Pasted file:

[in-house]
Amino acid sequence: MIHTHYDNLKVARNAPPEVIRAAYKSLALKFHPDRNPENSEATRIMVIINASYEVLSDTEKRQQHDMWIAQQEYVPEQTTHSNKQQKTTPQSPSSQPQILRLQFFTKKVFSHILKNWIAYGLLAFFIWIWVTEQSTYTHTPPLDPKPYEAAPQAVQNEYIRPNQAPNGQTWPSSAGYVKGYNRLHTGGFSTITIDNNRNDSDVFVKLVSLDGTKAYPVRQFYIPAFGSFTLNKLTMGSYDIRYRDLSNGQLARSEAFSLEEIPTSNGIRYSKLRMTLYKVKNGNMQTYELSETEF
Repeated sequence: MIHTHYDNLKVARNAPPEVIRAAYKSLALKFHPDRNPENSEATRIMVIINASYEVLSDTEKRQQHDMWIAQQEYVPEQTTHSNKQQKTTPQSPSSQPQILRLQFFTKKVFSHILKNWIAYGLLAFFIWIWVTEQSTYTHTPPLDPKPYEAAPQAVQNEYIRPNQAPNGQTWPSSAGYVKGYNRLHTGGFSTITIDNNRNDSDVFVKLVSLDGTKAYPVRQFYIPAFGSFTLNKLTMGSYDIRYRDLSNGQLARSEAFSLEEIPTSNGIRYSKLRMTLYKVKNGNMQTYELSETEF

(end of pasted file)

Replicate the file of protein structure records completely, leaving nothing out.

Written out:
[in-house]
Amino acid sequence: MIHTHYDNLKVARNAPPEVIRAAYKSLALKFHPDRNPENSEATRIMVIINASYEVLSDTEKRQQHDMWIAQQEYVPEQTTHSNKQQKTTPQSPSSQPQILRLQFFTKKVFSHILKNWIAYGLLAFFIWIWVTEQSTYTHTPPLDPKPYEAAPQAVQNEYIRPNQAPNGQTWPSSAGYVKGYNRLHTGGFSTITIDNNRNDSDVFVKLVSLDGTKAYPVRQFYIPAFGSFTLNKLTMGSYDIRYRDLSNGQLARSEAFSLEEIPTSNGIRYSKLRMTLYKVKNGNMQTYELSETEF
Repeated sequence: MIHTHYDNLKVARNAPPEVIRAAYKSLALKFHPDRNPENSEATRIMVIINASYEVLSDTEKRQQHDMWIAQQEYVPEQTTHSNKQQKTTPQSPSSQPQILRLQFFTKKVFSHILKNWIAYGLLAFFIWIWVTEQSTYTHTPPLDPKPYEAAPQAVQNEYIRPNQAPNGQTWPSSAGYVKGYNRLHTGGFSTITIDNNRNDSDVFVKLVSLDGTKAYPVRQFYIPAFGSFTLNKLTMGSYDIRYRDLSNGQLARSEAFSLEEIPTSNGIRYSKLRMTLYKVKNGNMQTYELSETEF